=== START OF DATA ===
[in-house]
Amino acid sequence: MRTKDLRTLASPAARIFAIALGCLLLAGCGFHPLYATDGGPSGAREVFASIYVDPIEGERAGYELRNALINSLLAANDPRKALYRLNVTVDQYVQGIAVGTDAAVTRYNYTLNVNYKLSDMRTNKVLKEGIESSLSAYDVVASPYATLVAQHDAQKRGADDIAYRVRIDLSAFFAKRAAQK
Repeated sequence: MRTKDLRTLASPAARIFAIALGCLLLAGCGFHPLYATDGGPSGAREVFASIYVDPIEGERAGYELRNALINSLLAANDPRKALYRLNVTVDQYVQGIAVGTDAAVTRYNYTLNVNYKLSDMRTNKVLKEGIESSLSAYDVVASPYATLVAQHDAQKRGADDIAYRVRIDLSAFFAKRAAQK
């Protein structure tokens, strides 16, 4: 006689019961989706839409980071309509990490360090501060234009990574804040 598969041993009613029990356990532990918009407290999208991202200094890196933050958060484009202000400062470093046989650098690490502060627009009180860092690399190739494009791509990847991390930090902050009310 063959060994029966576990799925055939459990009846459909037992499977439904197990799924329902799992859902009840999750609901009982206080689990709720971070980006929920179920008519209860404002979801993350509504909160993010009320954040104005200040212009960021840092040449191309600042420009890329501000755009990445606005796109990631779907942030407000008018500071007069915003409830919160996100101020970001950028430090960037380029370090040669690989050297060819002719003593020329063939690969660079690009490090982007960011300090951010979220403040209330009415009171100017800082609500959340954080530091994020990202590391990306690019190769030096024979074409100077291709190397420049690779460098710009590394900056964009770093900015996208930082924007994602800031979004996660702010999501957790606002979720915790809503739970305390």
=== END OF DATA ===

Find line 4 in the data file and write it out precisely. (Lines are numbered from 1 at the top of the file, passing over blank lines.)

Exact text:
């Protein structure tokens, strides 16, 4: 006689019961989706839409980071309509990490360090501060234009990574804040 598969041993009613029990356990532990918009407290999208991202200094890196933050958060484009202000400062470093046989650098690490502060627009009180860092690399190739494009791509990847991390930090902050009310 063959060994029966576990799925055939459990009846459909037992499977439904197990799924329902799992859902009840999750609901009982206080689990709720971070980006929920179920008519209860404002979801993350509504909160993010009320954040104005200040212009960021840092040449191309600042420009890329501000755009990445606005796109990631779907942030407000008018500071007069915003409830919160996100101020970001950028430090960037380029370090040669690989050297060819002719003593020329063939690969660079690009490090982007960011300090951010979220403040209330009415009171100017800082609500959340954080530091994020990202590391990306690019190769030096024979074409100077291709190397420049690779460098710009590394900056964009770093900015996208930082924007994602800031979004996660702010999501957790606002979720915790809503739970305390």